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Date: 2004-10-08 (15:13)
From: Jon Harrop <jon@j...>
Subject: Re: [Caml-list] Recursive lists
On Friday 08 October 2004 15:44, Alex Baretta wrote:
> Lazy lists or streams are not good enough in the general scenario. We 
> don't need to exhaustively explore the cyclic data structures.


> The 
> properties we are interested in can be proven in finite time by
> analyzing the list structure with the physical equality operator.

No. I think you'll want "physical comparison operators" to do this 
efficiently, e.g. to build a set of visited nodes, otherwise you'll have to 
loop through all the possible ones giving you a search complexity of O(n) 
instead of O(ln n).

As "physical comparison operators" don't exist, I think you'd be better off 
using a directed cyclic graph with the notion of "physical" replaced with a 
notion of "index", so you number the nodes. Then you can build a set of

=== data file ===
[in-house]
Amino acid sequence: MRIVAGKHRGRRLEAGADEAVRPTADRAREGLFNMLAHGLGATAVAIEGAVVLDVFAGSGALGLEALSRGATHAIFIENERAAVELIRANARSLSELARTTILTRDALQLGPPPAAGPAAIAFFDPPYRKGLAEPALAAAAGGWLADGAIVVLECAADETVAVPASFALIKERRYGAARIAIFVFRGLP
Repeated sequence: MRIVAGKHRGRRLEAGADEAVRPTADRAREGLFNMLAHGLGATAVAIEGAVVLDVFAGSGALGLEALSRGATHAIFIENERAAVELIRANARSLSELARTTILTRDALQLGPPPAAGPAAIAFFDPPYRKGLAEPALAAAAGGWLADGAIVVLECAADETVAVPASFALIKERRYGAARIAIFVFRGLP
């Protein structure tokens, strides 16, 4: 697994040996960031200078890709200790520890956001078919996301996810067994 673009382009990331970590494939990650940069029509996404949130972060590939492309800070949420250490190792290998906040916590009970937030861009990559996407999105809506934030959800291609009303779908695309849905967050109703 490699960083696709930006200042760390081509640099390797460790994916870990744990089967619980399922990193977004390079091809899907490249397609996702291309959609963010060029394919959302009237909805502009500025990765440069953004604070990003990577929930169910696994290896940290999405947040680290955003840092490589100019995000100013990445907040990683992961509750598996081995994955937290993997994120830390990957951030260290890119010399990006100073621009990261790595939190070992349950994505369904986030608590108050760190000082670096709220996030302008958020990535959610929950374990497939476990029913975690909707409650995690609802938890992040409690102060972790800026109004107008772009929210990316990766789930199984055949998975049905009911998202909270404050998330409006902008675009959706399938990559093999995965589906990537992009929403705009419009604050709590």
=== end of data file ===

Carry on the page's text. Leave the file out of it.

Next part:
visited nodes and search it to check for cyclic bits.

> I argue that since they are
> legimitate citizens of the language, the standard library should handle
> them correctly. We are willing to contribute our code, so that this
> might not weigh on the Caml breeders.

IMHO, this should certainly not go in the core library. These functions are 
much more specialised that the current code and are likely to be 
significantly slower. Perhaps the library documentation should state which 
functions assume a non-cyclic list.

Also, I'd be surprised if the required functionality didn't already exist in a 
graph library, although perhaps not specialized to one root and one edge out 
of each vertex.


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